Supriya Ghosh

1984 Manal Aru massacres

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Deaths  Unconfirmed (Hundreds)
Perpetrators  Sri Lankan military
Non-fatal injuries  Unknown
1984 Manal Aru massacres
Location  Mullaitivu District, Northern Province & Trincomalee District, Eastern Province, Sri Lanka
Date  November–December 1984 (+8 GMT)
Target  Sri Lankan Tamil Civilians

The Manal Aru massacres of 1984 refers to a series of massacres of Sri Lankan Tamil civilians by the Sri Lankan military across numerous traditional Tamil villages in the Manal Aru region which spans across the Mullaitivu and Trincomalee districts. The motive behind the massacres were to drive out the local Tamil population from their villages, for colonization of Sinhala settlers.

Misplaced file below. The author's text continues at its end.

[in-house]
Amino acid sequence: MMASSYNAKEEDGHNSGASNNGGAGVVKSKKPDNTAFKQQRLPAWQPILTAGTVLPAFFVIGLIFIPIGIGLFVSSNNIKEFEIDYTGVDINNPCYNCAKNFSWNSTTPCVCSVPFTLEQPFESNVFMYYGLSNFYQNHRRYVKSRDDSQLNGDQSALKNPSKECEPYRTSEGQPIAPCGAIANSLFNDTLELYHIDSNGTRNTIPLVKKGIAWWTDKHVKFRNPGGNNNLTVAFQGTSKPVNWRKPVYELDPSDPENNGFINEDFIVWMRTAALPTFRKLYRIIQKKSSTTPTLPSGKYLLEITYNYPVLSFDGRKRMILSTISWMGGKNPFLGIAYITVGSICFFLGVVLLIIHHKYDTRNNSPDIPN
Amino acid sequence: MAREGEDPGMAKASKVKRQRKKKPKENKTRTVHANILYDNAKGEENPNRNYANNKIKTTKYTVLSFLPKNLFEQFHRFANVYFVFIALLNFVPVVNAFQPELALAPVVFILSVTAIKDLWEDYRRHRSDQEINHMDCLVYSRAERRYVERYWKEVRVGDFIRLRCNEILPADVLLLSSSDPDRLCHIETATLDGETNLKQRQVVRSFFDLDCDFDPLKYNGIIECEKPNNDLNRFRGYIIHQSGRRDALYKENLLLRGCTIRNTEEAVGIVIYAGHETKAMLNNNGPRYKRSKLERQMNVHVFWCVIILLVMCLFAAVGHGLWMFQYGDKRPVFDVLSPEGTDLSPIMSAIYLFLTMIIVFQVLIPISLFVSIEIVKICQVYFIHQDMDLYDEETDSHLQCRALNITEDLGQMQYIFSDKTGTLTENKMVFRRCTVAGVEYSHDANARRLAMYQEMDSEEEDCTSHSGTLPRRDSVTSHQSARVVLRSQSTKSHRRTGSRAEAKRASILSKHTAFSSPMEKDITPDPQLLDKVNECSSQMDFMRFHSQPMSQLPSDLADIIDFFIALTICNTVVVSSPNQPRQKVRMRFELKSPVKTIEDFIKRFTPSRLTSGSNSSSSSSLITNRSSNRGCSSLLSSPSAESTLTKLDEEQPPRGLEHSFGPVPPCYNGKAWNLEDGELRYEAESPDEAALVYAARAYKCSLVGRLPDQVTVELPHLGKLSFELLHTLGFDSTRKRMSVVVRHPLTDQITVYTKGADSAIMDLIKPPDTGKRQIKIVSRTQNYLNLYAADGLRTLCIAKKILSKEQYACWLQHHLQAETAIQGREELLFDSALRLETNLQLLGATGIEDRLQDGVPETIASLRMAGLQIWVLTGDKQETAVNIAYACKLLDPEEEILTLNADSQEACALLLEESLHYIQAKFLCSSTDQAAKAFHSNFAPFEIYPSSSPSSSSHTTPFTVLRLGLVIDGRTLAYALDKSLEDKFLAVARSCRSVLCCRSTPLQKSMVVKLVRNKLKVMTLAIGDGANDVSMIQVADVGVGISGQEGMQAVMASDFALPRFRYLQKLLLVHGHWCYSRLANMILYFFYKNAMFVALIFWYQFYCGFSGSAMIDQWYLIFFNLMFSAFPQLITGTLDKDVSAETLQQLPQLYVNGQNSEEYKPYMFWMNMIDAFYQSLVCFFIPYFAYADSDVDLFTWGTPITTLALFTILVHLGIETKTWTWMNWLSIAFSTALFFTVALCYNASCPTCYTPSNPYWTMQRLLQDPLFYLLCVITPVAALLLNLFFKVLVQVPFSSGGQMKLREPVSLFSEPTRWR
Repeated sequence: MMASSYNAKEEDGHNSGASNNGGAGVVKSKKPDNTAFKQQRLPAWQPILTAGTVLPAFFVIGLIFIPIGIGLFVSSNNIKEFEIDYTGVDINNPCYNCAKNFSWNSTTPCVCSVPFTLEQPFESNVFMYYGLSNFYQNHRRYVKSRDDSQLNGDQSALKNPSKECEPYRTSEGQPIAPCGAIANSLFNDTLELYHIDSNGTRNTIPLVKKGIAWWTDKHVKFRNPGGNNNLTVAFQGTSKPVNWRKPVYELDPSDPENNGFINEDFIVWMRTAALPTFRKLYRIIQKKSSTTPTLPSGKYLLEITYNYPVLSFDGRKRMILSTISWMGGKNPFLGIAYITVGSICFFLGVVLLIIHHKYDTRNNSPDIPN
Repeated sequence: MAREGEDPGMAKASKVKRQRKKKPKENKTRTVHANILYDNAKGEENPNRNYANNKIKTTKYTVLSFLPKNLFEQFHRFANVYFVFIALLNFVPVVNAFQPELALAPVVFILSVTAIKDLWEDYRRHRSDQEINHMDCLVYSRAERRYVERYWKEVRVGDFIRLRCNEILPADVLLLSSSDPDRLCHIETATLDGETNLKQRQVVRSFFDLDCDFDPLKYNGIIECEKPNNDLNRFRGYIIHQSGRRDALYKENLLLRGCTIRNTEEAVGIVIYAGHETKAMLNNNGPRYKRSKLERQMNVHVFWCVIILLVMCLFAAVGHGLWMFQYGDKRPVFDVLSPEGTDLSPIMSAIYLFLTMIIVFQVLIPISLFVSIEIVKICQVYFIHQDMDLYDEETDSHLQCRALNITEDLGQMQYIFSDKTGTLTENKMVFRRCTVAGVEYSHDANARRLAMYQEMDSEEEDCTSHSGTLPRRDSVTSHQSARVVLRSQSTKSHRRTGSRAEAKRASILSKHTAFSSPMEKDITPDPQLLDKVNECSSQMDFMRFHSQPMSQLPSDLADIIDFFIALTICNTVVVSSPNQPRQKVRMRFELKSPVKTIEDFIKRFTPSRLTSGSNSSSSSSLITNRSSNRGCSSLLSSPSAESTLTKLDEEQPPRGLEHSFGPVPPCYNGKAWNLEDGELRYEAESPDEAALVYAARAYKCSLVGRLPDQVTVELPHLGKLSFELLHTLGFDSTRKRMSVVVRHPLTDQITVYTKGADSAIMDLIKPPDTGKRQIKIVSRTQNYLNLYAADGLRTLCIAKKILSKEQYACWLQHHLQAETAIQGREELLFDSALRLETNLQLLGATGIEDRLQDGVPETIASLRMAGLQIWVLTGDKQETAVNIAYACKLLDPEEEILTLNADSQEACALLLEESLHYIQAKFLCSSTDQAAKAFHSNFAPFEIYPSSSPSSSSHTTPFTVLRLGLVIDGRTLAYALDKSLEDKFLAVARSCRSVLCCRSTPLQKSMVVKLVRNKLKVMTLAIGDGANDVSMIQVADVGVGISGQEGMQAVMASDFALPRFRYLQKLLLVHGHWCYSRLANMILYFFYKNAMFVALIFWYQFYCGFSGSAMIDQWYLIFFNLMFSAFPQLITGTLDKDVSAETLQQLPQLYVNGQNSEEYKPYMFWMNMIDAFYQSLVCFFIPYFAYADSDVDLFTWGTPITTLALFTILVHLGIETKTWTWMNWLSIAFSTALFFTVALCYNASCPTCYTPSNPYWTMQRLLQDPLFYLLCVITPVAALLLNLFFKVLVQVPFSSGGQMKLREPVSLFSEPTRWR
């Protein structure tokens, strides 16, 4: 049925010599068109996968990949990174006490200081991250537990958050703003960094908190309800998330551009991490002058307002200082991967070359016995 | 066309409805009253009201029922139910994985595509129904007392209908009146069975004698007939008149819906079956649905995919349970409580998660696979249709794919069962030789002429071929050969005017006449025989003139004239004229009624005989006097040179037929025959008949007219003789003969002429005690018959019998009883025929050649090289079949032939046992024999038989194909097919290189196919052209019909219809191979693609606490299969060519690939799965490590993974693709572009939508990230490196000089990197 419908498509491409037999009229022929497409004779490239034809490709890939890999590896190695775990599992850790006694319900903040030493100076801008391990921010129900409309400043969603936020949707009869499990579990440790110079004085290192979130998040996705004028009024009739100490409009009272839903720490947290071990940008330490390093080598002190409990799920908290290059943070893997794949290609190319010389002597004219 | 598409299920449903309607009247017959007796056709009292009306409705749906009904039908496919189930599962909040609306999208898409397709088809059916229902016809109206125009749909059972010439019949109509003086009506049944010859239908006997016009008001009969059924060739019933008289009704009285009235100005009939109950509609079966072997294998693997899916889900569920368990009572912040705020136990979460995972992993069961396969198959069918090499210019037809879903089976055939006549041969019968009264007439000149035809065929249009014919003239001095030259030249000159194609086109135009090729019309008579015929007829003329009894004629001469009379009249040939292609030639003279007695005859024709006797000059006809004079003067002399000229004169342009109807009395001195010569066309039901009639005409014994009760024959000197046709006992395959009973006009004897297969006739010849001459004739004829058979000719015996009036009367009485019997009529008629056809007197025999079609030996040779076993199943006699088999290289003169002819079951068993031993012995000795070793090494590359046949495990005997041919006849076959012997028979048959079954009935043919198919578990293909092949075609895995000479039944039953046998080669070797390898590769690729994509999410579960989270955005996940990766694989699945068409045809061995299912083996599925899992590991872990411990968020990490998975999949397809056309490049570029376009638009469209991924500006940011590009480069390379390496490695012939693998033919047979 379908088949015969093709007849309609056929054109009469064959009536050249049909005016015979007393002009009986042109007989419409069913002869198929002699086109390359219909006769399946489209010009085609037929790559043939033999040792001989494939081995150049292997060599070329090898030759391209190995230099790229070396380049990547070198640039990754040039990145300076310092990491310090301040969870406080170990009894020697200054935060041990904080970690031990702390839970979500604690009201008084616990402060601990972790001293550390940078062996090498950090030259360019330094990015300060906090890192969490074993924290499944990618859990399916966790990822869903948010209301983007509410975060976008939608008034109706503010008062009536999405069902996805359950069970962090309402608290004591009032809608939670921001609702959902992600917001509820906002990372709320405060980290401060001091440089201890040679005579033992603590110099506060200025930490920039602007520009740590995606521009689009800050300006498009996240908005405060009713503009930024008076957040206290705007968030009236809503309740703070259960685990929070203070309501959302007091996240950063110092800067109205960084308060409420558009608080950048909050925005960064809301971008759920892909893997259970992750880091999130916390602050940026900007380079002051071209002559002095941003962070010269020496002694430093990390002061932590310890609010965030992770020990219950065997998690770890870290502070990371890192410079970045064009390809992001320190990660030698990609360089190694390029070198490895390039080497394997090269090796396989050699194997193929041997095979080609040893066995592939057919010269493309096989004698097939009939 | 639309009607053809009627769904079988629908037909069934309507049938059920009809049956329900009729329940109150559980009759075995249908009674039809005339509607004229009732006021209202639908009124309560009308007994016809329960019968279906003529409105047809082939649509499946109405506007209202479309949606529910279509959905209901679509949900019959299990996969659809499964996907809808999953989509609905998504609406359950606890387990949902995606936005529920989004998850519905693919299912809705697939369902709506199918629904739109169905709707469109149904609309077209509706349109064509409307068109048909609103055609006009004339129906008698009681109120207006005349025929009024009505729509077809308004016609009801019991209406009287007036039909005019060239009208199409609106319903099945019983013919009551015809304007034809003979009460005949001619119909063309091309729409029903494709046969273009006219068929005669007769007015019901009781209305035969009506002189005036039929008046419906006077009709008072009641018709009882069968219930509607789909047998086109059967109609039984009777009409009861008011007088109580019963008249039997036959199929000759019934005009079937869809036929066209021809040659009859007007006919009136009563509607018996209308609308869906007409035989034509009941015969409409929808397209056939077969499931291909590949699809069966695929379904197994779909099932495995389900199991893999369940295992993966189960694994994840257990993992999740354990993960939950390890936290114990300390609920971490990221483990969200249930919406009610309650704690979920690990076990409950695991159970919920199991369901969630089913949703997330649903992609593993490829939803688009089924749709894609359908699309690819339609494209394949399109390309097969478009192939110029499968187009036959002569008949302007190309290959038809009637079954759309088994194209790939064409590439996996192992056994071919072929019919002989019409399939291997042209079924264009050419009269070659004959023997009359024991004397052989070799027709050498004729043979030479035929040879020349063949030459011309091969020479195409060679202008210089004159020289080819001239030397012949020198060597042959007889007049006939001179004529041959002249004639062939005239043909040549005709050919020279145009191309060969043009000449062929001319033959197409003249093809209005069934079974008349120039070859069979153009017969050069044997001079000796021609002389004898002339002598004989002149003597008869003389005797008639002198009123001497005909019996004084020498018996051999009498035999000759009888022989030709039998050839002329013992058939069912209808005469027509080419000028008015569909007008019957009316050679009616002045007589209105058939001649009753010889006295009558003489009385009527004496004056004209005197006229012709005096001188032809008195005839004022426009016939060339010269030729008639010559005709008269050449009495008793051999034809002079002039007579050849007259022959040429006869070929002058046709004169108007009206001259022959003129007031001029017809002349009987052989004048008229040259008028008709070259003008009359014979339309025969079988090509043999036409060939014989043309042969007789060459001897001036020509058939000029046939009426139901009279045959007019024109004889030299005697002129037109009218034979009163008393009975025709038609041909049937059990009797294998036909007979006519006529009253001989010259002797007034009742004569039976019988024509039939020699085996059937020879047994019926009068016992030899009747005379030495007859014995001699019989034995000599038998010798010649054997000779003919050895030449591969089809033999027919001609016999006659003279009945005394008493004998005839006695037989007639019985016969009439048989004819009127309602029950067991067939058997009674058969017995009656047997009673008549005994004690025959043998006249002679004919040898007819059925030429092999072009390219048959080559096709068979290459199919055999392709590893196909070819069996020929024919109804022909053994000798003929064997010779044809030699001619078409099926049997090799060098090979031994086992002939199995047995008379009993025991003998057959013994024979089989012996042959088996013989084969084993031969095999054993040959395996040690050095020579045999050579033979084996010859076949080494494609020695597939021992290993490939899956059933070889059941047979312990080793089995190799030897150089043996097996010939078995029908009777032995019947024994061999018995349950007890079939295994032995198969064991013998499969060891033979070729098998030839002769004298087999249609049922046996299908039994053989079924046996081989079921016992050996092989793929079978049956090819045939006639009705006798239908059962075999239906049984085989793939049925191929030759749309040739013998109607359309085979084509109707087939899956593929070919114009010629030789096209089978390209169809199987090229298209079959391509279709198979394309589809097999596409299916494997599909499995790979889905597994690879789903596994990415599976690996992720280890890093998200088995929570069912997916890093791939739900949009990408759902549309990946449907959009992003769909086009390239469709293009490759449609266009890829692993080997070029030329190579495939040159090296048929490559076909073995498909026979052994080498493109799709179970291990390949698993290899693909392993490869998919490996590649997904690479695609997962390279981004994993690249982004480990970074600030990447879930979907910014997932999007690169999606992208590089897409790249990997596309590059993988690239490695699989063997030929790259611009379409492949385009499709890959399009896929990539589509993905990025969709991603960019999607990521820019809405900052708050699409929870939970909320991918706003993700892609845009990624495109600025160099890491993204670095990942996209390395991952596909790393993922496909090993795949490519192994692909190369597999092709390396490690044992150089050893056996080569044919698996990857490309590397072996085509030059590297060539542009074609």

Contents

Over the period from 1 December 1984 till 15 December 1984 the area surrounding the region that connects Mullaithivu to Trincomalee saw three well planned massacres, property destruction and forced eviction of Tamils from this region by the Sri Lankan military. The result was that the people who were expelled remained and still remain uprooted from their land.

State aided Sinhala colonization of Tamil areas

The Mullaitivu and Trincomalee Districts were dotted with what have been traditional Tamil farming and fishing villages for generations. It was interspersed with small and large farms owned by Tamils or held on long lease by Tamil-owned business enterprises. Among the large farms were: Navalar farm, Ceylon Theatres farm, Kent farm, Railway Group Farm, Postmaster Group Farm and Dollar Farm. Kent and Dollar farms were later used to rehabilitate the hill country victims of the 1977 anti-Tamil pogrom.